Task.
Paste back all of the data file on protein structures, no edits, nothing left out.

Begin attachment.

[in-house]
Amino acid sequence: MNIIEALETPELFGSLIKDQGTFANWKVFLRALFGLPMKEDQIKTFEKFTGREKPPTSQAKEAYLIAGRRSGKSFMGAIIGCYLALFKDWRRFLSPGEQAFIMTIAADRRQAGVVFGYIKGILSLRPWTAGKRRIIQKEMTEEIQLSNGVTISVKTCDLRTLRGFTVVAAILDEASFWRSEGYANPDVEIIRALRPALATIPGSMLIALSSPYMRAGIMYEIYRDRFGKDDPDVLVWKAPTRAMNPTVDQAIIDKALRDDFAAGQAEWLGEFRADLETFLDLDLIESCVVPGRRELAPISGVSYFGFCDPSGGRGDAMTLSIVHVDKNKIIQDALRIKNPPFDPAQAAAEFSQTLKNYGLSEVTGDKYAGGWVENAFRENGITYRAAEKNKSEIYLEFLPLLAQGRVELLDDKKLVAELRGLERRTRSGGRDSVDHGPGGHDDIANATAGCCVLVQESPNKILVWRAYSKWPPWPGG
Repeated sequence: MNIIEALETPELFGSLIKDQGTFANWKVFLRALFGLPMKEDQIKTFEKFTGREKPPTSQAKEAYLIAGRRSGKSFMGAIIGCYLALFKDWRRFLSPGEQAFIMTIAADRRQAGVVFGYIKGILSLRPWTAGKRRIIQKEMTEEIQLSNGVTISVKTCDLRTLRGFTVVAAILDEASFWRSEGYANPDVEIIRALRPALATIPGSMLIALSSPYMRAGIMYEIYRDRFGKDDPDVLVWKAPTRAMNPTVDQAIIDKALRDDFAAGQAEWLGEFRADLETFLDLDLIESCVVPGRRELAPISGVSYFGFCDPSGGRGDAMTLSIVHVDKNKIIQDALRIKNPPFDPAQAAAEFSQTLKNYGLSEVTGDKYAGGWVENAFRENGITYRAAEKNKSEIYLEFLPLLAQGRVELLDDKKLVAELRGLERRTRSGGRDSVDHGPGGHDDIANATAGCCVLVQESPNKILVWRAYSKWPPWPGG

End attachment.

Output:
[in-house]
Amino acid sequence: MNIIEALETPELFGSLIKDQGTFANWKVFLRALFGLPMKEDQIKTFEKFTGREKPPTSQAKEAYLIAGRRSGKSFMGAIIGCYLALFKDWRRFLSPGEQAFIMTIAADRRQAGVVFGYIKGILSLRPWTAGKRRIIQKEMTEEIQLSNGVTISVKTCDLRTLRGFTVVAAILDEASFWRSEGYANPDVEIIRALRPALATIPGSMLIALSSPYMRAGIMYEIYRDRFGKDDPDVLVWKAPTRAMNPTVDQAIIDKALRDDFAAGQAEWLGEFRADLETFLDLDLIESCVVPGRRELAPISGVSYFGFCDPSGGRGDAMTLSIVHVDKNKIIQDALRIKNPPFDPAQAAAEFSQTLKNYGLSEVTGDKYAGGWVENAFRENGITYRAAEKNKSEIYLEFLPLLAQGRVELLDDKKLVAELRGLERRTRSGGRDSVDHGPGGHDDIANATAGCCVLVQESPNKILVWRAYSKWPPWPGG
Repeated sequence: MNIIEALETPELFGSLIKDQGTFANWKVFLRALFGLPMKEDQIKTFEKFTGREKPPTSQAKEAYLIAGRRSGKSFMGAIIGCYLALFKDWRRFLSPGEQAFIMTIAADRRQAGVVFGYIKGILSLRPWTAGKRRIIQKEMTEEIQLSNGVTISVKTCDLRTLRGFTVVAAILDEASFWRSEGYANPDVEIIRALRPALATIPGSMLIALSSPYMRAGIMYEIYRDRFGKDDPDVLVWKAPTRAMNPTVDQAIIDKALRDDFAAGQAEWLGEFRADLETFLDLDLIESCVVPGRRELAPISGVSYFGFCDPSGGRGDAMTLSIVHVDKNKIIQDALRIKNPPFDPAQAAAEFSQTLKNYGLSEVTGDKYAGGWVENAFRENGITYRAAEKNKSEIYLEFLPLLAQGRVELLDDKKLVAELRGLERRTRSGGRDSVDHGPGGHDDIANATAGCCVLVQESPNKILVWRAYSKWPPWPGG